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Plans to revamp Lorne Street area


1 July 2004

Plans to revamp Lorne Street area

The draft concept plans for the $4.5 million revamp of the cultural Lorne Street area are available for public comment.

The draft plans cover the entire length of Lorne Street, from St Pauls Street to Victoria Street, including Rutland Street, Wellesley Street East, Kitchener Street and Khartoum Place.

Although the draft plans cover the entire area, the funding for the proposed upgrade focuses on Lorne Street from Victoria Street to Mayoral Drive and Khartoum Place.

Chairperson of Auckland City’s Recreation and Events Committee, Councillor Scott Milne, says the aim of the upgrade is to transform the area into an attractive, user-friendly public space, with better pedestrian access between Queen Street, the Auckland Art Gallery, Central City Library and Albert Park up to the University of Auckland and Auckland University of Technology (AUT).

The main features of the draft concept plan include:
- upgrading the paving and kerbstones throughout the area to a high quality bluestone, in a similar style to High Street
- introducing new white street lighting to make the area safer and more welcoming for pedestrians
- creating new steps and seating areas in front of the Central City Library and texturing the road surface to emphasise pedestrian priority and to slow traffic down
- converting the upper part of Lorne Street into a one way street with drop off zones and short term parking outside the new AUT facility
- widening the southern side of the footpath on the lower section of Rutland Street to create more space for the students who use the street
- adding a pedestrian crossing across Wellesley Street linking Lorne Street with the city’s main civic buildings and
- enhancing the existing planting on Lorne Street and planting more trees on Wellesley Street to reinforce the link between the city’s major parks – Victoria Park, Albert Park, Grafton Gully and the Domain.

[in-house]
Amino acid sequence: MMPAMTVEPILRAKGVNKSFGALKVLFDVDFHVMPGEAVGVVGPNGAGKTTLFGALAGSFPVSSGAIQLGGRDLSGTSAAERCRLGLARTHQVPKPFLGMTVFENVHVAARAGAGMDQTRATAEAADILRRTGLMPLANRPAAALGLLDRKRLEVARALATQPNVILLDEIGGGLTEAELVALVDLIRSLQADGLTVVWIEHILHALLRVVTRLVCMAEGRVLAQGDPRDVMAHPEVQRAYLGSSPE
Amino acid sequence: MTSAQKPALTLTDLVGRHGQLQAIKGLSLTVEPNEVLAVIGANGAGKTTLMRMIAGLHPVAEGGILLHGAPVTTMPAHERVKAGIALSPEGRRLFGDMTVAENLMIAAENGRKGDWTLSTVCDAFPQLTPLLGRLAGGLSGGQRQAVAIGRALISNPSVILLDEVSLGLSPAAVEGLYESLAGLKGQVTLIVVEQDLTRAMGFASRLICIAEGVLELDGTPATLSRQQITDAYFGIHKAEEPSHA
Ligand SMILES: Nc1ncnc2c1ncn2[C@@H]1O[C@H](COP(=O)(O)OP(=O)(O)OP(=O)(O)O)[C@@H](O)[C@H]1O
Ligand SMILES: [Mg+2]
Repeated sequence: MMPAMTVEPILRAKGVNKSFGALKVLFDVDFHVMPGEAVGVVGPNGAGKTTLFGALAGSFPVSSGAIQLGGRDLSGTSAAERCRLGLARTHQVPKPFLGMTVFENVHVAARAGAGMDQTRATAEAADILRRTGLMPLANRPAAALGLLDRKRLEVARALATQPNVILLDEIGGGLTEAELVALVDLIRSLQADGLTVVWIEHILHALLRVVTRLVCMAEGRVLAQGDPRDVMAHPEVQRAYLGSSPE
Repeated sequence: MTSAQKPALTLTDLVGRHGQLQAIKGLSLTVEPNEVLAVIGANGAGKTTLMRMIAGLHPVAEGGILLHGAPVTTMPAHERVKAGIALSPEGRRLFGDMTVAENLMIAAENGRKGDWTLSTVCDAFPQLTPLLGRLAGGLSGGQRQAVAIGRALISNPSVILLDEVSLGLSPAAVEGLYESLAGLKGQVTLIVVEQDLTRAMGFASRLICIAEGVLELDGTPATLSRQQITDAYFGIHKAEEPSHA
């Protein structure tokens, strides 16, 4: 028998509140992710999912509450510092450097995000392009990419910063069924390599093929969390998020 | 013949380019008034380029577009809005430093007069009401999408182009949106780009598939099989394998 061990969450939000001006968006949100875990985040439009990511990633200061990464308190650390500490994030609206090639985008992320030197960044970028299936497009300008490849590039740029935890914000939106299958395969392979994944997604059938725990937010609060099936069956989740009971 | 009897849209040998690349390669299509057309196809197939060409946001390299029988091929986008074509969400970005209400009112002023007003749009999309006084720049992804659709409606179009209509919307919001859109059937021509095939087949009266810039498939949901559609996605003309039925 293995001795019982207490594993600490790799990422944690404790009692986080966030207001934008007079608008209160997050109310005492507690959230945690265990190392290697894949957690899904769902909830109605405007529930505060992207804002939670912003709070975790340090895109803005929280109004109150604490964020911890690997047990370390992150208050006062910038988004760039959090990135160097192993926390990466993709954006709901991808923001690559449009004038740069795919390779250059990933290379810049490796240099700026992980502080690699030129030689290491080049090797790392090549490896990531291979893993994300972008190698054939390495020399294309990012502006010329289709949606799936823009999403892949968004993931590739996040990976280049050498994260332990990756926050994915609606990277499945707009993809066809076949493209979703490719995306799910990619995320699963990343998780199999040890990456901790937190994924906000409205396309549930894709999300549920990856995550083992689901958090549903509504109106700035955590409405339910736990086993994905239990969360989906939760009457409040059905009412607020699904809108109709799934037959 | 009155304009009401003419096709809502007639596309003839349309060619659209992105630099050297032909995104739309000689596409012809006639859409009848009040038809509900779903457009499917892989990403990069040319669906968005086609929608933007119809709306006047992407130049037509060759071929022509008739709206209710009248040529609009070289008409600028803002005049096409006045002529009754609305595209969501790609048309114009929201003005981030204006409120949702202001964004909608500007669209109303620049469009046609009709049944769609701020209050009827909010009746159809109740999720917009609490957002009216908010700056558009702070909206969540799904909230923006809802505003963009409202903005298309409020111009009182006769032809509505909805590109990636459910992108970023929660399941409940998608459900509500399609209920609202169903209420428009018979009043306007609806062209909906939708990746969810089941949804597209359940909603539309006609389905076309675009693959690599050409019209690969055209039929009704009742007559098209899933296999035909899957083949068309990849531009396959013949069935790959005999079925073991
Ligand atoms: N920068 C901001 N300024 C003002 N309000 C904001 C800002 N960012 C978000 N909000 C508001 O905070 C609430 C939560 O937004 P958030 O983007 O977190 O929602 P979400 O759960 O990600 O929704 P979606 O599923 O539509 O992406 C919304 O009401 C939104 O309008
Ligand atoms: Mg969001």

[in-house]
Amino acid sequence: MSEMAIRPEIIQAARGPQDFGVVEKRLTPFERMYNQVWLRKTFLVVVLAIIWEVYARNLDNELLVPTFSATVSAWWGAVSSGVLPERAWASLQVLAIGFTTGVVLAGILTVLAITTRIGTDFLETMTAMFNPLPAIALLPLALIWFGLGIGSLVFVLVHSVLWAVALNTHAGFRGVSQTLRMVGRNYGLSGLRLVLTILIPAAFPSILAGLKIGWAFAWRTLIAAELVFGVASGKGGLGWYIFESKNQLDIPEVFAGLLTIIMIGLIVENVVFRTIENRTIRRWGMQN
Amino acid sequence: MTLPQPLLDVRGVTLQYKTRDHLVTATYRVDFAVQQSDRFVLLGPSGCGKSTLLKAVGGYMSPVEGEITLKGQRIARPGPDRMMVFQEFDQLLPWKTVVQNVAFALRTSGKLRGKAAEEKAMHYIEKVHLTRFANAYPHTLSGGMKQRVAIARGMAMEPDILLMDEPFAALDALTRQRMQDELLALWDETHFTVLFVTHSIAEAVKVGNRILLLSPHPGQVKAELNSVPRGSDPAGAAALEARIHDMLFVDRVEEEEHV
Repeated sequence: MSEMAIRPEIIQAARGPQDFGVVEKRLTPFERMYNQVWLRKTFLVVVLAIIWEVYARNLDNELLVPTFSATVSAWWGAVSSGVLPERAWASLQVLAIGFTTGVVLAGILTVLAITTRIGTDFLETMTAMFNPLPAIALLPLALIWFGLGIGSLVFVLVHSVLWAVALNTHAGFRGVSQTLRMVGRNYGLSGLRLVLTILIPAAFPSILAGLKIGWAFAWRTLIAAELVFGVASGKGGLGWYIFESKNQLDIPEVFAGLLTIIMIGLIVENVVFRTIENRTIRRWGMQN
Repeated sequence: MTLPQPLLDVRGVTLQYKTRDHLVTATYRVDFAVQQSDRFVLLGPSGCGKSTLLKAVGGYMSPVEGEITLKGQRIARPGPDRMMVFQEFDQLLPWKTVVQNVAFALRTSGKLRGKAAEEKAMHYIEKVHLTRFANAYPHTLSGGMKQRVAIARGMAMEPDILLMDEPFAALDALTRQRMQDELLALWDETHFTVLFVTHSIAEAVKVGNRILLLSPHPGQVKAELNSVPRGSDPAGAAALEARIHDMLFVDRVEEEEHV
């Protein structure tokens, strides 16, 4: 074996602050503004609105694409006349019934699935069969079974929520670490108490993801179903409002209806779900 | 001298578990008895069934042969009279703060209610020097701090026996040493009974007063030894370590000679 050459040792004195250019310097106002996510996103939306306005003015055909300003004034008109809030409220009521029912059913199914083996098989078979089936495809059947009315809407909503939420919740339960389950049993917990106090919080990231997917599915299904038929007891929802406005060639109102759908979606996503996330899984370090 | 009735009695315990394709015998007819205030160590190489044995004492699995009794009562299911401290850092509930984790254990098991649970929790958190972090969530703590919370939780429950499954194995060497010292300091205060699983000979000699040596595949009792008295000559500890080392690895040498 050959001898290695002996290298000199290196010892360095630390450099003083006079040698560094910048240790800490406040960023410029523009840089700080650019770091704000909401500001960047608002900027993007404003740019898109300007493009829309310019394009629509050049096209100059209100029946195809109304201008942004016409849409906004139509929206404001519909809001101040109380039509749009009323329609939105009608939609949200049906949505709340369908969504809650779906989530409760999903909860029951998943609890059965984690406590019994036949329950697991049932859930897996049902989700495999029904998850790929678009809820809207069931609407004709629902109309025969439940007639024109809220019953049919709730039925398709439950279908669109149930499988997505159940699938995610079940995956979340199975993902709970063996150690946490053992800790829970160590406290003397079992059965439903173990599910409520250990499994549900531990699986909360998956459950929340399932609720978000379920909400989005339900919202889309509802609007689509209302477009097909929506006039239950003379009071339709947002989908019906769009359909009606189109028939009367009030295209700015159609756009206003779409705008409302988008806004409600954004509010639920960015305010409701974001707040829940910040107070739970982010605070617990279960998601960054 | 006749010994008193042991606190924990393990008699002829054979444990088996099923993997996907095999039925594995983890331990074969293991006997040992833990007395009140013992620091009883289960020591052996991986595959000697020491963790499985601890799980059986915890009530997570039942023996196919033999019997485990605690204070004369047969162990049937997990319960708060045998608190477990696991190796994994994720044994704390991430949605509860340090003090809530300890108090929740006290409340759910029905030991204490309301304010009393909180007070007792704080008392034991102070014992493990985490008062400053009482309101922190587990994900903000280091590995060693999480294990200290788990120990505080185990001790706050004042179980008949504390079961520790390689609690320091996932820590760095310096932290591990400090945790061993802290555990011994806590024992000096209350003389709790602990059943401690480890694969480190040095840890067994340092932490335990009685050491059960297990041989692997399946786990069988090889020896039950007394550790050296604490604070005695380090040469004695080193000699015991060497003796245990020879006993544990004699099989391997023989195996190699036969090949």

Auckland City has commissioned local artist, Billy Apple, to prepare a concept design for an artwork in Khartoum Place. This will not be confirmed until the Auckland Art Gallery development has been sufficiently progressed. Other artworks are also proposed.

Mr Milne says the key issues identified during the initial public consultation process in February were the need for improved paving, more trees and resolving the conflict between the needs of pedestrians with the needs of traffic.

“I think these draft plans address the public’s concerns. We will be talking to property owners and other users of the area later this month to get their feedback and ensure that we have got it right,” he says.

Work will be carried out over three years, with $500,000 allocated for construction this year.

The upgrade is part of Auckland City’s Auckland CBD Into the Future strategy to revitalise Auckland’s CBD into one of the world’s most vibrant and dynamic business and cultural centres.

It is one of the key projects supporting the council’s draft vision for the Aotea Quarter. Auckland City plans to transform the area around Aotea Square into the city’s arts, culture and entertainment hub while retaining its civic and heritage elements.

Other proposed projects occurring in the area include the Queen Street, Aotea Square and Auckland Art Gallery upgrades.


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